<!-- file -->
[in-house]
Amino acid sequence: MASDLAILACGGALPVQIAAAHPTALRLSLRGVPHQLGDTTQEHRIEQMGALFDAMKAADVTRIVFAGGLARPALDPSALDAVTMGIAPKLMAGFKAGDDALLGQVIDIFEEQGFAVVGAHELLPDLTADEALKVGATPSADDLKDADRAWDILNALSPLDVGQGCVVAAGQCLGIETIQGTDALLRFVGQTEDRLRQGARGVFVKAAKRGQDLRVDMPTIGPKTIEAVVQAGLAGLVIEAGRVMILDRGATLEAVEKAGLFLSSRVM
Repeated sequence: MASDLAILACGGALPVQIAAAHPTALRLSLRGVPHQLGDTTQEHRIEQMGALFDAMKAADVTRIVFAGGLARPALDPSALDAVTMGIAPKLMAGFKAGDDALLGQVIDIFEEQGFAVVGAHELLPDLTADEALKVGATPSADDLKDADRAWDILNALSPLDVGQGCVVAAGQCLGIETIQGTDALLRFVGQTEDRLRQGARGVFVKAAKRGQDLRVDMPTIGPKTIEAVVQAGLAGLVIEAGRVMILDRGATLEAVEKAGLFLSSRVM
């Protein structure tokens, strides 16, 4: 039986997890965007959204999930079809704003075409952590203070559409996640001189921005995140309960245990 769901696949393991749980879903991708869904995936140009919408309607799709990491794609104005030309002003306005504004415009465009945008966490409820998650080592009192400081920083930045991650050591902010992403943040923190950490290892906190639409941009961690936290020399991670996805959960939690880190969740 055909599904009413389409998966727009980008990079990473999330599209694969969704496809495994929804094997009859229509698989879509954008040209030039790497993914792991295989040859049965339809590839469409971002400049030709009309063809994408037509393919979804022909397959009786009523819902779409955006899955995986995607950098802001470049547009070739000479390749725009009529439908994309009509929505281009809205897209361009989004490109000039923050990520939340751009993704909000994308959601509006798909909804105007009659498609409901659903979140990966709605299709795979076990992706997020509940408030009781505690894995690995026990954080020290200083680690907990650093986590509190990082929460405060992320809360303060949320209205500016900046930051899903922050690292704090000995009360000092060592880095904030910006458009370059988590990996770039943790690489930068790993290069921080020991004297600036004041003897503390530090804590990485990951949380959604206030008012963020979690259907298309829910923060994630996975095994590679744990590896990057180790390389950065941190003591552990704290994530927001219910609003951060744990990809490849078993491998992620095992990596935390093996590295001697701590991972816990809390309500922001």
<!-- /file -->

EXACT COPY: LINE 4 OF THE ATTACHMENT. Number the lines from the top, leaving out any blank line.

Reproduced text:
């Protein structure tokens, strides 16, 4: 039986997890965007959204999930079809704003075409952590203070559409996640001189921005995140309960245990 769901696949393991749980879903991708869904995936140009919408309607799709990491794609104005030309002003306005504004415009465009945008966490409820998650080592009192400081920083930045991650050591902010992403943040923190950490290892906190639409941009961690936290020399991670996805959960939690880190969740 055909599904009413389409998966727009980008990079990473999330599209694969969704496809495994929804094997009859229509698989879509954008040209030039790497993914792991295989040859049965339809590839469409971002400049030709009309063809994408037509393919979804022909397959009786009523819902779409955006899955995986995607950098802001470049547009070739000479390749725009009529439908994309009509929505281009809205897209361009989004490109000039923050990520939340751009993704909000994308959601509006798909909804105007009659498609409901659903979140990966709605299709795979076990992706997020509940408030009781505690894995690995026990954080020290200083680690907990650093986590509190990082929460405060992320809360303060949320209205500016900046930051899903922050690292704090000995009360000092060592880095904030910006458009370059988590990996770039943790690489930068790993290069921080020991004297600036004041003897503390530090804590990485990951949380959604206030008012963020979690259907298309829910923060994630996975095994590679744990590896990057180790390389950065941190003591552990704290994530927001219910609003951060744990990809490849078993491998992620095992990596935390093996590295001697701590991972816990809390309500922001």